Health & Wellbeing Advice

Hemp is the world’s most nutritionally complete food source. No other natural resource on earth offers the commercial, economic and environmental potential of hemp.
Up until recently it wasn’t legal to sell or market hemp as a food in Australia. But after acceptance of much scientific research, the Australian Government and food regulators have given it the green light, so we can all enjoy the health benefits, as is done in most other countries around the world.



What the ancients knew, modern physicians and scientists have re-discovered.

Cultures around the world have been cultivating, trading and celebrating industrial hemp with the earliest records dating back 8,000 years to ancient China, where health benefits were first documented in the Chinese Pharmacopeia.

Hemp is rich in polyunsaturated fatty acids with the perfect omega ratio and contains less common stearidonic (SDA) and gamma linolenic acids (GLAs), which fight inflammation and provide cardiovascular benefits.

Hemp is also easily digested, is a complete source of protein with all nine essential amino acids, and contains cholesterol-fighting phytosterols, B vitamins (including folate) and minerals.

Hemp protein is superior to other plant-based protein sources including soy, rice and pea as it is a highly digestible, complete wholefood with a bioavailability rating of 98%.

Hemp protein powder works well in smoothies, juice and yoghurt. It’s non-GMO, non-allergen, gluten free, dairy, soy and lactose free. It’s claimed a human could survive indefinitely on hemp protein and water alone as it contains everything the body needs to function.

Add the sustainability aspects of hemp, and the argument to use it as a pantry staple are compelling. One acre of hemp can produce 1,000L of oil, 30 tonnes of fibre and more medicine and biofuel than any plant in the history of the world.

Hemp was the most important plant on earth 200 years ago.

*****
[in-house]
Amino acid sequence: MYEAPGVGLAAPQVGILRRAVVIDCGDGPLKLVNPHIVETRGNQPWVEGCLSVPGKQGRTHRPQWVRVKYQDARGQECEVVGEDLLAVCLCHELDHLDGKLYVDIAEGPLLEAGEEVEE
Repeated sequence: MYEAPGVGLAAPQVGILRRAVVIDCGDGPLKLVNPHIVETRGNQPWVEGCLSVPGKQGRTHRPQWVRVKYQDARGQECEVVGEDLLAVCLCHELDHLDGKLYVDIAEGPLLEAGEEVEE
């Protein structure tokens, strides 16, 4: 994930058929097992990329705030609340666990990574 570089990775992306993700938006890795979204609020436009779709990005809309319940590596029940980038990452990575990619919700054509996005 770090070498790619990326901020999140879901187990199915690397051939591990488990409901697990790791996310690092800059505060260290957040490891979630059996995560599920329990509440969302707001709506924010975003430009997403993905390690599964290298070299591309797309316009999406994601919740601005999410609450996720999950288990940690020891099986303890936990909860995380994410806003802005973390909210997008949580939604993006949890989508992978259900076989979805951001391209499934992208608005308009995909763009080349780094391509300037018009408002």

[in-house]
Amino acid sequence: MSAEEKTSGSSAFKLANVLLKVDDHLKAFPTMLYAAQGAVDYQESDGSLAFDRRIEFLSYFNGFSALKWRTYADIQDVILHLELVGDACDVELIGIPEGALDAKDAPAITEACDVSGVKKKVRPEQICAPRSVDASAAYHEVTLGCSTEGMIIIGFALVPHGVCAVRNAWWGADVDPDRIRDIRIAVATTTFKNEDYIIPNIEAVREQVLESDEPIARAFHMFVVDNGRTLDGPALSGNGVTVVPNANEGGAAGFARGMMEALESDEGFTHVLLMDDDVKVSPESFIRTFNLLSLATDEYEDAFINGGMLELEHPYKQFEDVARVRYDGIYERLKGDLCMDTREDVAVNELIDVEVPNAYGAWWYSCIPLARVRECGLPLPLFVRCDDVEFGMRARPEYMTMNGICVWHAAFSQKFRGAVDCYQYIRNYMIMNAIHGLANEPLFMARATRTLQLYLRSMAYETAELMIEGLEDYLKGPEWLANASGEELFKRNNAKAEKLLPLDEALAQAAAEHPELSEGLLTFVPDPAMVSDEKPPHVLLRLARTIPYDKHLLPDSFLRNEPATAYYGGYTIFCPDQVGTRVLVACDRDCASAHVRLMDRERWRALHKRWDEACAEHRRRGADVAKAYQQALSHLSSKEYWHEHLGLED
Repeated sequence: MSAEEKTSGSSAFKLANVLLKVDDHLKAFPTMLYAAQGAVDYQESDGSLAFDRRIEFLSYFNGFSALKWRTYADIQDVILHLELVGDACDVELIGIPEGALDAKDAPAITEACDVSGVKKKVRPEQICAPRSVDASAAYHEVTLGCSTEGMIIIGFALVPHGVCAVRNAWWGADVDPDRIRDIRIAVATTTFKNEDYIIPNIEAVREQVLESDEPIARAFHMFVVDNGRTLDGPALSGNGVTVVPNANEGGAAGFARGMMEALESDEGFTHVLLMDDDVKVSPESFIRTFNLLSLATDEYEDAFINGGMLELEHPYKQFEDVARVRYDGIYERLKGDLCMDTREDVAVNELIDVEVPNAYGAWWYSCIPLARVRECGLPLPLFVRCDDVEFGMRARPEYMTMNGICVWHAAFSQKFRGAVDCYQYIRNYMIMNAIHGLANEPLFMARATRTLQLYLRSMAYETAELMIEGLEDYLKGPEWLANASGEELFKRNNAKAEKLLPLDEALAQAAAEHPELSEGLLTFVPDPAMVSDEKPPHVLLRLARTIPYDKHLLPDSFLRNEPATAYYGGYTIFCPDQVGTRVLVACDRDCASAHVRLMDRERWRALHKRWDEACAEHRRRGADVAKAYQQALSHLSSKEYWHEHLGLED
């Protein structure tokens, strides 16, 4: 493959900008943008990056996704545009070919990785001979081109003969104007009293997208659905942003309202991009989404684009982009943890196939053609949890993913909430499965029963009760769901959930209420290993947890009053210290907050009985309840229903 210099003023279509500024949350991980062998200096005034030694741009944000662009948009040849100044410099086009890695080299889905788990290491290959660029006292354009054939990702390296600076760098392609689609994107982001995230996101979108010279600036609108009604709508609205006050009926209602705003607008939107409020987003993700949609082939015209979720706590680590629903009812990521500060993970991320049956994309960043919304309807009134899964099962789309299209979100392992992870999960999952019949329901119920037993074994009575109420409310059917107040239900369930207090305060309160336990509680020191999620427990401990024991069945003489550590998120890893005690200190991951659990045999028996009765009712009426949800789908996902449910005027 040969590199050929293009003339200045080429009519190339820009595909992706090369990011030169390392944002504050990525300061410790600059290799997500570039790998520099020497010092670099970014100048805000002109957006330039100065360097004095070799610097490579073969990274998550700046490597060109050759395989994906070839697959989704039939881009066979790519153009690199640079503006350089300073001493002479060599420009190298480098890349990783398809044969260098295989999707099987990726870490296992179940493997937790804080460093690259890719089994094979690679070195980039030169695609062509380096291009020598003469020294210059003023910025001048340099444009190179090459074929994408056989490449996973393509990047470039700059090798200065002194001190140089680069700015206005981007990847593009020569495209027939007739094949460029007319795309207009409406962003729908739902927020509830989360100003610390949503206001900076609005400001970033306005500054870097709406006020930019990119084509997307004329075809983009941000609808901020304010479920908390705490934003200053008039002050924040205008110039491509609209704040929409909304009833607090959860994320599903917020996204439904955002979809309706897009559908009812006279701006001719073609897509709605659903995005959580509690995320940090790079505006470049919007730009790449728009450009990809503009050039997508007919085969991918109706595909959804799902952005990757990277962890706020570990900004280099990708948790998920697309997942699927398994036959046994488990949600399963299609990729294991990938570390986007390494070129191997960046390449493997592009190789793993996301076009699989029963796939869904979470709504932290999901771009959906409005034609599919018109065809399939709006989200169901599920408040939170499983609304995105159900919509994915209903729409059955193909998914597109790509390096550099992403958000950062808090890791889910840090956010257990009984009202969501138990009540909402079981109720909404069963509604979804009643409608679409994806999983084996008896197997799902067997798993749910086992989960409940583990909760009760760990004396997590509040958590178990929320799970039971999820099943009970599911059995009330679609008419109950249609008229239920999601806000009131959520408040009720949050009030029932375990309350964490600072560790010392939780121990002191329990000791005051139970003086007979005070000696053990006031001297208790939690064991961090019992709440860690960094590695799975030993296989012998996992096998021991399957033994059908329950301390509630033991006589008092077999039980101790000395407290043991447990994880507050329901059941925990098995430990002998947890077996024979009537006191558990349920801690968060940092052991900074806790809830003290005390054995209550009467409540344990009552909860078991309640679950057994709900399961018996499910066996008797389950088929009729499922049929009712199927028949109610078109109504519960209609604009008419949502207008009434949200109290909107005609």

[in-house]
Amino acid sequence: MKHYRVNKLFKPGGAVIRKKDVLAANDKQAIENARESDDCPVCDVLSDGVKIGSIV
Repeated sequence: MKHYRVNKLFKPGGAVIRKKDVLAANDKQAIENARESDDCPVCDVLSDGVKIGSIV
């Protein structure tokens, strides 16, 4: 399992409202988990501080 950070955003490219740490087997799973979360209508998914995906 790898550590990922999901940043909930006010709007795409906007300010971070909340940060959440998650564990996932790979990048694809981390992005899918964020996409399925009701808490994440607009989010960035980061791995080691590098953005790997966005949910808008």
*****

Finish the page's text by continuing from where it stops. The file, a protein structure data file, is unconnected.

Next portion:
According to historian Dr John Jiggens, during the Age of the Sail, a global shortage of hemp crops motivated English botanist, Sir Joseph Banks to establish a hemp production colony in the South Pacific to fuel the British maritime expansion with ropes and sails made from its fibre.

Hemp’s emergence in the 20th century was plagued by a comprehensive campaign resulting in its ban. Hemp was bundled together in post-prohibition enforcement riddled with misunderstandings to its relation to the cannabis plant.

Hemp shares only the botanical name Cannabis sativa and looks similar but differs in chemical structure and preparation. Consumption of the seeds, oil or protein from hemp will not produce psychoactive effects, even in large amounts.

Cannabis consists of over 100 known cultivars, all unique in chemical structure. Cannabis also contains over 400 phytonutrients and 80 known cannabinoids, which, according to numerous clinical trials, may have compelling efficacy in medical applications.

Non-psychoactive cannabis preparations rich in other key compounds such as cannabidiol or CBD oil, have demonstrated effectiveness through clinical studies in treating neurological disorders such as intractable epilepsy. Note in Australia CBD is a schedule 4 prescription medicine.

In the wise words of pioneering entrepreneur, Henry Ford, “Why use up the forests which are centuries in the making, if we can get the equivalent of forest and mineral products in the annual growth of the hemp fields?”

On November 12, 2017, hemp seed food and beverage products were approved for legal sale and consumption in Australia and New Zealand. You can find your Hemp health products at Go Vita Tanunda.

For more information or to get in touch click here


*Disclaimer: Some information as mentioned above has been extracted from the Go Mag.

Lee Teusner of Go Vita Tanunda